Moving Us Closer To Osler
A Miller Coulson Academy of Clinical Excellence Initiative

How to Respond to Questions About CBD


With the massive expansion of interest in CBD products, clinicians need to know how to address their patients' questions.

The CBD/hemp marketplace is immense and we can’t pretend it doesn’t exist or that people won’t try these products. Thus, the best path forward right now is for clinicians to be part of the conversation, to educate themselves and their patients, and to contribute to data collection efforts that further the knowledge base available. In the absence of good clinical trials data, clinical decision-making needs to be made based on the risk-benefit to the individual and availability of alternative treatment options. Evaluate it as you would any other novel, unapproved therapeutic agent.


Here are some key points for clinicians to know when asked about CBD/hemp products:


1) Don’t be afraid to talk to your patients about CBD, hemp, or medicinal use of cannabis.

There’s a lot of misinformation out there, so being open to having the conversation is important. Educate yourself about the types of cannabis/hemp products out there, why they are being used, and where true therapeutic potential exists. Once you’re willing to engage in the conversation, the first question to ask your patient is why they are interested in CBD and what they think it will do for them. From there, determine whether or not there is evidence to support that use.


2) Be mindful of potential drug-drug interactions with CBD/hemp products.

There’s increasing evidence that CBD may be a potent inhibitor of several CYP450 enzymes. Thus, please be mindful of potential drug-drug interactions with CBD/hemp products and other medications metabolized by CYP1A2, CYP2C19, CYP2C9, CYP2D6, or CYP3A.


3) Know that many CBD/hemp products also contain low concentrations of THC (the main psychoactive constituent of cannabis).  

These small doses of THC may contribute to the therapeutic effects observed in individuals who use CBD/hemp products, but it also might cause positive drug tests or impact functioning. This will depend on the amount of THC in the product and the amount and frequency in which it is used. Anyone who is subject to workplace drug testing should be mindful of this.


4) Quality control is an issue for this industry.

Several studies have shown that many CBD/hemp products are not accurately labeled with respect to dose,  and many contain contaminants ranging from pesticides, residual solvents, or other psychoactive/dangerous drugs not labeled on the product. The FDA has issued warning letters to several manufacturers for selling “CBD” products that contain no CBD and for making illegal claims about therapeutic benefits.

If a decision is made that a patient should try using CBD, a clinician should recommend that the patient perform due diligence in finding a reputable product to use. This kind of information can be obtained from non-profit organizations, internet forums, and patient advocacy groups that specialize in the therapeutic use of cannabis.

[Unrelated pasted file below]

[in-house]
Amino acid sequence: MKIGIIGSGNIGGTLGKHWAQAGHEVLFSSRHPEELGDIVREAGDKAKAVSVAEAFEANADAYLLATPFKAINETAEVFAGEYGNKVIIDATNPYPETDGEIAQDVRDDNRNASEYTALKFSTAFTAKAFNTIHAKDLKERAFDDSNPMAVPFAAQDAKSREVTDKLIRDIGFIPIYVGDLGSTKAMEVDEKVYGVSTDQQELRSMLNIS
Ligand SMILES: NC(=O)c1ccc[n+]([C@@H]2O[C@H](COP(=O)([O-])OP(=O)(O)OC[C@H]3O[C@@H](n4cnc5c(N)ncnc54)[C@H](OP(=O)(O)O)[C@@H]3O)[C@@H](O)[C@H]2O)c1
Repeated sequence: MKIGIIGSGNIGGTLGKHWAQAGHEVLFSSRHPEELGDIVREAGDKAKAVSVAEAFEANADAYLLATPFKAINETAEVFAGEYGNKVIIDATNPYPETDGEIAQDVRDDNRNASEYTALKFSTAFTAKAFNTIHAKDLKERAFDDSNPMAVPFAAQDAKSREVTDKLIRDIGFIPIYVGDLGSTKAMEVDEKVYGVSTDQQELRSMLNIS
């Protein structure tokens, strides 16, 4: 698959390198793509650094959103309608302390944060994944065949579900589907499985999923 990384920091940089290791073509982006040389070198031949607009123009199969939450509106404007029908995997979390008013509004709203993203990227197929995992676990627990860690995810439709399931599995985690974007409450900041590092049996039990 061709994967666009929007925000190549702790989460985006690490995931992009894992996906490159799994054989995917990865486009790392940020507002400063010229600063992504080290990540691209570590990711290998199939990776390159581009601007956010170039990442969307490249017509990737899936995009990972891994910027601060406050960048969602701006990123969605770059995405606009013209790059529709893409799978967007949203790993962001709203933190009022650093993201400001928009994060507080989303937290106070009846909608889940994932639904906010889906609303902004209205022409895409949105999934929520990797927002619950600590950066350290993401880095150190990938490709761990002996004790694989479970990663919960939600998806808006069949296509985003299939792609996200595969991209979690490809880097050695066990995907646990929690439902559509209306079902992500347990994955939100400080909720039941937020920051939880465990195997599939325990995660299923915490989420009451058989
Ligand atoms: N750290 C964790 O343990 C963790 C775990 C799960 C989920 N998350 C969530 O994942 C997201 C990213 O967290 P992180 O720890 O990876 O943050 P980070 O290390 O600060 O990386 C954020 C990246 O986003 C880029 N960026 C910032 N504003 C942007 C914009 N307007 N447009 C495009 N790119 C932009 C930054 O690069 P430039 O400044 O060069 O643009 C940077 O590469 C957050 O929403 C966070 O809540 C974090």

5) Ultimately, the decision to try CBD/hemp products needs to be made by the patient and provider together, weighing the risks and benefits of CBD/hemp versus alternative available treatment options on a case-by-case basis.

If the decision is made to try it, the clinician should follow up with the patient to assess the clinical impact. CBD by itself appears to be a very safe molecule and does indeed have demonstrated therapeutic benefit for rare types of epilepsy, and there is promising evidence for other health conditions.

That being said, there is risk of harm given the potential for getting a contaminated product, or interactions with other medications. In addition, there is insufficient data to inform selection of the best product/dose for any health condition other than epilepsy so there will be a trial and error period of dose titration required, which may not lead to positive clinical outcomes.

I would not recommend that individuals use CBD/hemp for general wellness (in the absence of clinical health need) as there is no data to indicate that this promotes improved health, and the aforementioned risks remain.


6) Know that hemp, and CBD derived from hemp, is now federally legal from a drug control standpoint (i.e. it is no longer controlled by the DEA).

The FDA is still determining regulations for the now legal hemp/CBD industry. The legalization of hemp has led to an enormous expansion of the industry, and this expansion is likely to continue in the foreseeable future. Hemp and CBD is now available in hundreds, if not thousands, of retail products, and is pervasive in the community.


7) The last thing is that we need increased dissemination of clinical outcomes, both positive and negative, from individuals using these products.

I encourage clinicians to write case reports, case series, discuss with their colleagues, and encourage patients to participate in research registries. I’m involved with a patient registry study with the Realm of Caring Foundation, a non-profit in Colorado, where we collect information from patients using cannabis for medicinal purposes . This data is collated across thousands of individuals to help identify trends in health impacts for people who use cannabis products for a variety of health conditions. In the absence of large clinical trials, this type of data is needed to better guide clinical decision making in the future.